Wuthering Heights: “much to commend”

Jessica Harris enjoys this production during the Young Rep Company’s Love & Rebellion Festival.

Staging a production of Wuthering Heights would be a challenge for most theatres. For a youth theatre company such as the Young Rep to do so on one of the largest stages in the country in a production which, according to the programme, has been re-contextualised to the Black Country in the 1990s is even more of a challenge.

Emily Brontë’s Wuthering Heights is full of complexity and its central characters highly enigmatic. Cathy and Heathcliff have a deep passion for one another and yet seem bent on mutual destruction, Heathcliff driven by a thirst for revenge and Cathy by the clash between her social ambitions and her wild nature.

The Young Rep’s production makes good use of the large stage. The set is an interesting array of tiers that provide a range of interiors and exteriors as the backdrop for action. Props representing cable drums, tyres and other industrial paraphernalia are moved around by the cast to indicate a change of scene. Use of space and movement is well considered, and the physicality of many of the cast adds depth to their performance.

Central characters have both a young version and an older version. Liz Gaynor as the young Cathy Earnshaw gives a lovely portrayal of unruliness and passion. Her voice is strong and her command of the stage impressive. Jess Wood as the young Heathcliff is convincingly dark in her playing of his brooding and devious character. Both Heathcliff and the Earnshaw children have experienced brutalisation to different degrees, Heathcliff through his background of poverty and neglect, Hindley Earnshaw at the hands of his father, and Cathy at the hands of Hindley. Scenes of bullying and sadism expressing this are disturbing and effective.

Haleema Nasir plays the adult Cathy with conviction. Episodes of growing tension between her and Heathcliff are well delivered, and the inner conflict between her love for Heathcliff and her desire for wealth and status is played with authenticity. From a somewhat understated start, Ibrahim Ibrahim as the adult Heathcliff grows into the role, finishing with a portrayal which is forceful and compelling.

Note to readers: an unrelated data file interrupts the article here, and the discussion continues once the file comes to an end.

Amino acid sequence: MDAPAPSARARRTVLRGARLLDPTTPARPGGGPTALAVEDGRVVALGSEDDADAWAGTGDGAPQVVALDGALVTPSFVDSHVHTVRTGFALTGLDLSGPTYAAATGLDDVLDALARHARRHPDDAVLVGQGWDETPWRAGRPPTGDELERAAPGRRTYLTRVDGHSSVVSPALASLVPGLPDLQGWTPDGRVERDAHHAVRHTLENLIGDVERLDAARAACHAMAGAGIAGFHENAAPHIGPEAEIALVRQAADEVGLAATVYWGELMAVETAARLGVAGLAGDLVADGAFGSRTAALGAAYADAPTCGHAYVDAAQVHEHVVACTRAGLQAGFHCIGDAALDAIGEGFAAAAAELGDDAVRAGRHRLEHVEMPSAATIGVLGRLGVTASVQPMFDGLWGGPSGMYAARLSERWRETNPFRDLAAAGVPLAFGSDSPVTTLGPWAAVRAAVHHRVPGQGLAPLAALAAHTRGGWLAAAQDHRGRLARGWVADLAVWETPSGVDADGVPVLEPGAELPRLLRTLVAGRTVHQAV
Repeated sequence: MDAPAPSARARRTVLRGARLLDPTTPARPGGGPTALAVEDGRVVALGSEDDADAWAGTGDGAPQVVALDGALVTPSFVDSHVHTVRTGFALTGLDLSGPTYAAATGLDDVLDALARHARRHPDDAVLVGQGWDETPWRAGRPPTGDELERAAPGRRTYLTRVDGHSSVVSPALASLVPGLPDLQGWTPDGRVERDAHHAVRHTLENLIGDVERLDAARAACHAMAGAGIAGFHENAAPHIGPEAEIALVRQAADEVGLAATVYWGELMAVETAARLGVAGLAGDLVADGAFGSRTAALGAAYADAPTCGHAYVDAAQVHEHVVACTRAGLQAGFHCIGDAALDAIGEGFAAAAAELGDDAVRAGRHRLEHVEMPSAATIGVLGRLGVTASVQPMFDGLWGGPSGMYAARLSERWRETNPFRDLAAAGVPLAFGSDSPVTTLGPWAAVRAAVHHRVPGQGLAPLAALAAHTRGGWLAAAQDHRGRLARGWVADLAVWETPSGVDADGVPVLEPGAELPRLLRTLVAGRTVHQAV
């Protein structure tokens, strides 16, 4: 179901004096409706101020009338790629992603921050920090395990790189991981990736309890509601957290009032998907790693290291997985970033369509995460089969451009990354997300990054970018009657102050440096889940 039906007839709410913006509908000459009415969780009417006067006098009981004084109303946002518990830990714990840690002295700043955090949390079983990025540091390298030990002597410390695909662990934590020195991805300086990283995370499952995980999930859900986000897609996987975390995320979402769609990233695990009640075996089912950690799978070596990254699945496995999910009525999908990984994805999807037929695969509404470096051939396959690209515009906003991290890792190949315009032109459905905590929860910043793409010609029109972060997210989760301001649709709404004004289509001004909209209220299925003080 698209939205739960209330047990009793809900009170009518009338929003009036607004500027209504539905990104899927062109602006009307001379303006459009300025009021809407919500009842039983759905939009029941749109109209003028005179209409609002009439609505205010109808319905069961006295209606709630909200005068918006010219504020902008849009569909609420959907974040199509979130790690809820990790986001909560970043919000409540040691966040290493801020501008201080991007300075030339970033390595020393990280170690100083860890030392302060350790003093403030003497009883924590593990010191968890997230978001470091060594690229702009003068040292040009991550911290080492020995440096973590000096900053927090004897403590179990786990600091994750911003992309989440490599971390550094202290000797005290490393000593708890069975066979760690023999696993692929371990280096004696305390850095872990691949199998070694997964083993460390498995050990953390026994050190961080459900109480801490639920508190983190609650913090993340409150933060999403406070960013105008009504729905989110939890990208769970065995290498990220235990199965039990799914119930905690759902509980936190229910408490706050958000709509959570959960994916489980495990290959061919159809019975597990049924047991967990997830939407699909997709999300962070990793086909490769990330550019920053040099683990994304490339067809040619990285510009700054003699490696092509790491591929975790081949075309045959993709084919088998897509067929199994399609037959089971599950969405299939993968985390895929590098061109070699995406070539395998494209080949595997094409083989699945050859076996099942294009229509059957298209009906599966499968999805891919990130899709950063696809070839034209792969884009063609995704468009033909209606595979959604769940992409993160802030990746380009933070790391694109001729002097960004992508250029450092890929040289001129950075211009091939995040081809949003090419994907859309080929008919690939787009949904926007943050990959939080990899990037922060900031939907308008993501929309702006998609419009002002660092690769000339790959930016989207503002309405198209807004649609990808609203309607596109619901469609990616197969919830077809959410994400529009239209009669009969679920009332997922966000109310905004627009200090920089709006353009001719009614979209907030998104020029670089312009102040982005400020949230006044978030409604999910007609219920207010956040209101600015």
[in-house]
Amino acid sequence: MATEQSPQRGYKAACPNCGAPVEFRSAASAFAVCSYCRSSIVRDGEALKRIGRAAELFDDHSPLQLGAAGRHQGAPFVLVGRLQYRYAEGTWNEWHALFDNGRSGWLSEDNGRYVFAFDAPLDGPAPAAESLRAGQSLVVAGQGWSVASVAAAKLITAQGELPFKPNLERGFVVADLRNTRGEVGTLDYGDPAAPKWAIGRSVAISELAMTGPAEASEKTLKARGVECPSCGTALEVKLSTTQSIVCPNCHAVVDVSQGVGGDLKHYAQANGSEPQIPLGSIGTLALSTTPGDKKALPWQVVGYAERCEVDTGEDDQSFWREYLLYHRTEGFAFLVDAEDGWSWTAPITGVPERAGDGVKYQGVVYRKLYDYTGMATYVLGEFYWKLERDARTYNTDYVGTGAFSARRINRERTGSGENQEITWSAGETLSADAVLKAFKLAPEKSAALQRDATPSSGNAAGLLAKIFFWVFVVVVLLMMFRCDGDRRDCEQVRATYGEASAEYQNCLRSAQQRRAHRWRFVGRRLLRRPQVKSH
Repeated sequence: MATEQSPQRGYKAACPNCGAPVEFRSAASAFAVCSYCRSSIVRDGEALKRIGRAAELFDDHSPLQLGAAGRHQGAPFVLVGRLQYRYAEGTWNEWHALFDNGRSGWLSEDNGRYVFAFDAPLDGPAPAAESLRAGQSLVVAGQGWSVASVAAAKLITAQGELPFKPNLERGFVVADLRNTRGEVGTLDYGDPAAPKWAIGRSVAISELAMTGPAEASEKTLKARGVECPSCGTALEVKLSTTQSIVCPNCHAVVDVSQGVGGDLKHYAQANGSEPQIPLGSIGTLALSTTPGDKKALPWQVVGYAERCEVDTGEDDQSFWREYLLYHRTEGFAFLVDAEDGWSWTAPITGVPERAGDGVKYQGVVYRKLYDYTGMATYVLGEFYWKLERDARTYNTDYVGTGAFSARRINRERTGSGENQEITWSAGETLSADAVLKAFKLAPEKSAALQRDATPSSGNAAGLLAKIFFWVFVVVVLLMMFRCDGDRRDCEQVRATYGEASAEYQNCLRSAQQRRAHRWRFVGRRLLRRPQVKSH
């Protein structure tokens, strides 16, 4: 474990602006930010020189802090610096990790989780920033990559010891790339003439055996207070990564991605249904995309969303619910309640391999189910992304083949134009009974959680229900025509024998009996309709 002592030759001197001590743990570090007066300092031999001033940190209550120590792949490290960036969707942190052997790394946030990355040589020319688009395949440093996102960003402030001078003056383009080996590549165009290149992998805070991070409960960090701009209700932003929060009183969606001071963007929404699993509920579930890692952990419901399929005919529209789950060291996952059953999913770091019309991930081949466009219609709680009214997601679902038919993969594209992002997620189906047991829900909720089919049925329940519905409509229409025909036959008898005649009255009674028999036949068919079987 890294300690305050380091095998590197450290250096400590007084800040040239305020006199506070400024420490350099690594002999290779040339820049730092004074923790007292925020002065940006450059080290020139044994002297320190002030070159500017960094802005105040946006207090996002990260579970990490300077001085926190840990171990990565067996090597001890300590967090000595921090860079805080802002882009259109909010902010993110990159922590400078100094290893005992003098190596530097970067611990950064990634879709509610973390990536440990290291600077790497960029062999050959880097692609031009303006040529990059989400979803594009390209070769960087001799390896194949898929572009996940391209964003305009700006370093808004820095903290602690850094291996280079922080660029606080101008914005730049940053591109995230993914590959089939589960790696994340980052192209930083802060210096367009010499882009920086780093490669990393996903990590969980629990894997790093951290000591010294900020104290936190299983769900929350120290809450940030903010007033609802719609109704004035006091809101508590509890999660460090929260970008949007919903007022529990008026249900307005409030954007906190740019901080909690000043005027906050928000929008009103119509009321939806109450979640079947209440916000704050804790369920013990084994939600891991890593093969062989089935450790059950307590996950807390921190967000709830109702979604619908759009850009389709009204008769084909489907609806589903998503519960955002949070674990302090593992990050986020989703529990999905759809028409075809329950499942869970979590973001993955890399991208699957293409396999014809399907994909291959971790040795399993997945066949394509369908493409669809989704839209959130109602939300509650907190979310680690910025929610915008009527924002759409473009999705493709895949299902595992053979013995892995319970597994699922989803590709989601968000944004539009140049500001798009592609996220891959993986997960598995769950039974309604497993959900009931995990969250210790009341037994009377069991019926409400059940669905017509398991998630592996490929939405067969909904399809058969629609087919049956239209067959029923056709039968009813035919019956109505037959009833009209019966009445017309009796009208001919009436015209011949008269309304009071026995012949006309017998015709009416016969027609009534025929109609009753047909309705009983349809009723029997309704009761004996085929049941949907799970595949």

There were issues of audibility in the Rep’s large auditorium , with some cast members not yet fully proficient in voice projection. Screens with subtitles on either side of the stage enabled the dialogue to be followed when voices didn’t quite carry.

The script itself seems undecided about relocating the story to the Black Country. Other than a couple of references to Birmingham and Coventry, its frequent references to the moors and heather-covered hillsides suggested an intention to stay true to Brontë’s novel where the landscape is symbolically significant, and where a haunted gothic tone is set through the isolated Wuthering Heights farmhouse, the desolate moors and the ever-threatening weather. Within this context, the contemporary industrial setting was somewhat confusing, and not used to the full.

Having set itself a high bar, there is much to commend in this production, and it’s good to see the Young Rep take on a challenge of this sort, just one of many from its Love & Rebellion Festival which runs at the Rep until 21st July.

Wuthering Heights was directed by Alice Chambers and adapted for the stage by Andrew Sheridan. Further information can be found at birmingham-rep.co.uk.